Skip to main content
Advertisement
Browse Subject Areas
?

Click through the PLOS taxonomy to find articles in your field.

For more information about PLOS Subject Areas, click here.

  • Loading metrics

Biofilms of a Bacillus subtilis Hospital Isolate Protect Staphylococcus aureus from Biocide Action

Abstract

The development of a biofilm constitutes a survival strategy by providing bacteria a protective environment safe from stresses such as microbicide action and can thus lead to important health-care problems. In this study, biofilm resistance of a Bacillus subtilis strain (called hereafter NDmedical) recently isolated from endoscope washer-disinfectors to peracetic acid was investigated and its ability to protect the pathogen Staphylococcus aureus in mixed biofilms was evaluated. Biocide action within Bacillus subtilis biofilms was visualised in real time using a non-invasive 4D confocal imaging method. The resistance of single species and mixed biofilms to peracetic acid was quantified using standard plate counting methods and their architecture was explored using confocal imaging and electronic microscopy. The results showed that the NDmedical strain demonstrates the ability to make very large amount of biofilm together with hyper-resistance to the concentration of PAA used in many formulations (3500 ppm). Evidences strongly suggest that the enhanced resistance of the NDmedical strain was related to the specific three-dimensional structure of the biofilm and the large amount of the extracellular matrix produced which can hinder the penetration of peracetic acid. When grown in mixed biofilm with Staphylococcus aureus, the NDmedical strain demonstrated the ability to protect the pathogen from PAA action, thus enabling its persistence in the environment. This work points out the ability of bacteria to adapt to an extremely hostile environment, and the necessity of considering multi-organism ecosystems instead of single species model to decipher the mechanisms of biofilm resistance to antimicrobials agents.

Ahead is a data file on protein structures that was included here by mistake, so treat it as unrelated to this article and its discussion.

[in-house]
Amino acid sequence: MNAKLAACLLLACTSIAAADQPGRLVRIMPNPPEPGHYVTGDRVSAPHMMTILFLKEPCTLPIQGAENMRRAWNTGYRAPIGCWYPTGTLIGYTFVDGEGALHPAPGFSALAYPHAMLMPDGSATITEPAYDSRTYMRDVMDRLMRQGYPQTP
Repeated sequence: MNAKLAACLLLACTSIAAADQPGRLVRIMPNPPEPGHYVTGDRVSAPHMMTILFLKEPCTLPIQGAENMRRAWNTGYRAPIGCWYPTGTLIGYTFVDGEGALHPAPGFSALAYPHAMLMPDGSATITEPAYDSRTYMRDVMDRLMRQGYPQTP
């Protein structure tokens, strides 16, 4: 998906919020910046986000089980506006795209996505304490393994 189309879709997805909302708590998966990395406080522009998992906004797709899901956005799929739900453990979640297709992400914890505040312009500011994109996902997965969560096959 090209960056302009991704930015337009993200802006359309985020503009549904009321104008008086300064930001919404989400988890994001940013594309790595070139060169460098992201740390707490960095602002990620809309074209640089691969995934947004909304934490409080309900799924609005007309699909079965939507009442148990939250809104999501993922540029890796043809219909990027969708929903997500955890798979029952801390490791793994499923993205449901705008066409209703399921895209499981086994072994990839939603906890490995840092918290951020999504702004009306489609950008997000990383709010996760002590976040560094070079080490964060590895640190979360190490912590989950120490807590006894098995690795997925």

Introduction

In response to environmental conditions, bacteria have developed different strategies to adapt and survive. The formation of multicellular communities known as biofilms is one such strategy, which is associated with increased bacterial resistance to environmental stress accompanying antimicrobial treatments [1], [2]. It has indeed been shown that non-lethal concentrations of antibiotics or disinfectants can stimulate biofilm formation [3], [4] which constitutes a defensive response to the toxic effects of the biocides. Mechanisms involved in the resistance of biofilms remain unclear but appear to result from multifactorial processes related to the architecture of the edifice and the phenotypic features of the cells. The presence of a protective extracellular matrix via the expression of specific genes in the biofilm, the metabolic state of cells due to microenvironmental conditions have all been identified as playing a role in biofilm resistance to antimicrobial agents [5]. In the clinical settings, biofilms promote infection through, for example, the persistence of bacteria on medical devices and thus can act as reservoir for pathogens [6], [7]. It has been estimated that 65% of nosocomial infections directly involve biofilms [8]. Of all medical devices used, flexible endoscopes are among the most frequently associated with outbreaks of infectious organisms [9], [10], [11], [12], [13]. Indeed, some studies have reported the presence of persistent bacteria on endoscopes despite cleaning and disinfection procedures [14], [15]. Interestingly, a viable strain of B. subtilis was recently isolated from an endoscope washer-disinfector after high level disinfection with chlorine dioxide [16]. The authors showed that this isolate had developed cross-resistance against other oxidising agents using a standard suspension test. Recently, we showed that this stable isolate was able to produce a thick immersed biofilm with specific protruding structures [17]. In this work, we have now investigated the resistance of this strain in biofilm to peracetic acid (PAA), an oxidizing agent commonly used in formulations used for endoscope disinfection. In addition, we examined the ability of the NDmedical strain to protect Staphylococcus aureus, a pathogen responsible of a large number of hospital acquired infections [18], from biocidal action in a mixed biofilm.